16. 12 The Federal Gift Tax
    (pp. 157-161)

    The federal gift tax was devised to plug a loophole in the federal estate tax. Shortly after the estate tax law was enacted—in time to help pay for World War I—it became apparent that persons who were wealthy enough to be subject to the estate tax could avoid the tax by giving away their estate during their lifetime. If they died after giving their estate away, they would have no estate and the estate tax would not apply. So Congress moved quickly to create the federal gift tax, which taxed lifetime gifts at roughly 75 percent of the...

  17. 13 Tax Shelters
    (pp. 162-169)

    In a sense, the term “tax shelter” defines itself. A tax shelter is any means of shielding (or sheltering) money or assets from taxation. (Although most books on tax shelters deal solely with income tax, it is also possible, as demonstrated earlier, to shelter estate assets from the estate tax and to shelter gifts from the gift tax.)

    If, for example, income that would normally be subject to taxation as ordinary income can somehow qualify for taxation as a capital gain, this income has been sheltered from some of the income tax, since capital gains are taxed at a lower...

  18. 14 The Corporation—A “Better Mousetrap”
    (pp. 170-177)

    Suppose you want to engage in a business venture which, although it offers great potential for profit, also carries with it substantial risk. You are willing to invest all your excess capital and give the venture all your time and effort. However, if the business should fail, you would rather not lose your home, the family car, and your personal savings account. Moreover, you’d like to invite others to invest in your venture and to afford your investors some reasonable return on their money.

    Your venture is ideally suited for the business organization known as a corporation. A corporation is...

  19. 15 Putting Your Money to Work
    (pp. 178-192)

    We repeated earlier the well-known truth that acquiring a retirement nest egg is a matter of saving small amounts of money over a long period of time. The shorter the time, the larger the amounts that must be saved. Table 15-1 shows how an investment of $100 per month will grow at different rates of interest over a number of years.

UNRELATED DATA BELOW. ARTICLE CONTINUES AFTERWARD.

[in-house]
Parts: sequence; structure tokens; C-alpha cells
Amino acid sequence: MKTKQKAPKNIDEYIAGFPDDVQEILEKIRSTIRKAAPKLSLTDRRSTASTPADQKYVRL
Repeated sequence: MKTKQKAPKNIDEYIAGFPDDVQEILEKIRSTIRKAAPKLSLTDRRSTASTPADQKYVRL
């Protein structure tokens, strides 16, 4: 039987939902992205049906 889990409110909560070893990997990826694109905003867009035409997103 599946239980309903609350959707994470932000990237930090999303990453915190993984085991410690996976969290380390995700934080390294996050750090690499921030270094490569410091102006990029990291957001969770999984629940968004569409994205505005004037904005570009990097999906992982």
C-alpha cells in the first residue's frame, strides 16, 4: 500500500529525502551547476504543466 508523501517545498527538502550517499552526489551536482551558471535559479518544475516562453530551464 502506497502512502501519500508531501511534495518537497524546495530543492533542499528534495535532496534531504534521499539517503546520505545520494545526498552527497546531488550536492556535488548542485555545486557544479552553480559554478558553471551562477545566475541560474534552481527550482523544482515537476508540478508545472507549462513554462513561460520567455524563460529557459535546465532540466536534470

To use this table, you determine, as we learned in Chapter 4, what your financial needs will be after retirement and what income you can expect at that time. The difference is the amount you need to fill in...

  20. 16 Life Insurance
    (pp. 193-202)

    Life insurance is a contract between you and a company under which you agree to pay a certain amount of money every year. In return, the insurance company promises to pay those dependent upon you a large amount of money upon your death.

    Life insurance companies do not like to admit it, but in a sense, a life insurance policy is a bet. You are betting (albeit nothoping) that you will die before you have paid very much money to the life insurance company in premiums. The life insurance company, on the other hand, is betting that you will...

  21. 17 Putting It All Together
    (pp. 203-206)

    We’ve covered the whole subject of retirement, from the aging process through the emotional trauma of taxes, investments, and life insurance. What can we make of all this? What guidelines emerge?

    1.Careful planning is absolutely essential. The sooner you start planning for retirement, the better. But it is never too late to organize your life and work toward established goals. Having a successful retirement without planning for it will simply be a matter of luck. Luck always helps, but planning can make luck come your way. If you’re already retired, planning for tomorrow can bring the same positive results that...

  22. Appendix A Checklist for Apartment or Condominium
    (pp. 207-211)
  23. Appendix B Special Housing Checklist for the Elderly
    (pp. 212-213)
  24. Appendix C The Gap Between Postretirement Income and Expenses
    (pp. 214-216)
  25. Appendix D Evaluating Your Pension Plan
    (pp. 217-218)
  26. Appendix E State Requirements for a Valid Will
    (pp. 219-221)
  27. Appendix F Devices for Avoiding Probate
    (pp. 222-222)
  28. Appendix G State Individual Income Tax Rates
    (pp. 223-224)
  29. Appendix H State Inheritance and Estate Taxes
    (pp. 225-227)
  30. Appendix I Federal Individual Income Tax Rates
    (pp. 228-231)
  31. Appendix J Federal Corporation Income Tax Rates
    (pp. 232-232)
  32. Appendix K Computing Life Insurance Needs
    (pp. 233-234)
  33. Appendix L Monthly Savings Needed to Reach Desired Amounts at Retirement
    (pp. 235-236)
  34. Glossary
    (pp. 237-244)
  35. Index
    (pp. 245-248)